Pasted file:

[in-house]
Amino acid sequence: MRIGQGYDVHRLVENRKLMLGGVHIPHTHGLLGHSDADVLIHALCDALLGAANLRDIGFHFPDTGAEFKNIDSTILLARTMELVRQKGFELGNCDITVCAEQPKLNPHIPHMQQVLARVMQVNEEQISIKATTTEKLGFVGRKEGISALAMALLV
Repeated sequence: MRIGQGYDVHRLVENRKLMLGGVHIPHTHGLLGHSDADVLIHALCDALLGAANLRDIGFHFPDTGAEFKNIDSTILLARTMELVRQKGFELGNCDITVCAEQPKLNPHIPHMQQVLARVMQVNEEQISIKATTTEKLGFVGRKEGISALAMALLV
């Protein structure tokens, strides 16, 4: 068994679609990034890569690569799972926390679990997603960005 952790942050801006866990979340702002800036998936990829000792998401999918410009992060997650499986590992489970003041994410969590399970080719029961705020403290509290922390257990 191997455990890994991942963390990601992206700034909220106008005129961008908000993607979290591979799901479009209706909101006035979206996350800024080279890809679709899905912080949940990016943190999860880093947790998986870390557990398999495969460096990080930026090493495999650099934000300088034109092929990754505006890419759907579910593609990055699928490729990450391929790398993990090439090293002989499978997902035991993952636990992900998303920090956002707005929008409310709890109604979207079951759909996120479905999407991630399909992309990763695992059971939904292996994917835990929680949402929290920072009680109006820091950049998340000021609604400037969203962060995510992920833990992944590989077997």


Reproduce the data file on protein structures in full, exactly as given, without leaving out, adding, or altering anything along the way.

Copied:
[in-house]
Amino acid sequence: MRIGQGYDVHRLVENRKLMLGGVHIPHTHGLLGHSDADVLIHALCDALLGAANLRDIGFHFPDTGAEFKNIDSTILLARTMELVRQKGFELGNCDITVCAEQPKLNPHIPHMQQVLARVMQVNEEQISIKATTTEKLGFVGRKEGISALAMALLV
Repeated sequence: MRIGQGYDVHRLVENRKLMLGGVHIPHTHGLLGHSDADVLIHALCDALLGAANLRDIGFHFPDTGAEFKNIDSTILLARTMELVRQKGFELGNCDITVCAEQPKLNPHIPHMQQVLARVMQVNEEQISIKATTTEKLGFVGRKEGISALAMALLV
């Protein structure tokens, strides 16, 4: 068994679609990034890569690569799972926390679990997603960005 952790942050801006866990979340702002800036998936990829000792998401999918410009992060997650499986590992489970003041994410969590399970080719029961705020403290509290922390257990 191997455990890994991942963390990601992206700034909220106008005129961008908000993607979290591979799901479009209706909101006035979206996350800024080279890809679709899905912080949940990016943190999860880093947790998986870390557990398999495969460096990080930026090493495999650099934000300088034109092929990754505006890419759907579910593609990055699928490729990450391929790398993990090439090293002989499978997902035991993952636990992900998303920090956002707005929008409310709890109604979207079951759909996120479905999407991630399909992309990763695992059971939904292996994917835990929680949402929290920072009680109006820091950049998340000021609604400037969203962060995510992920833990992944590989077997």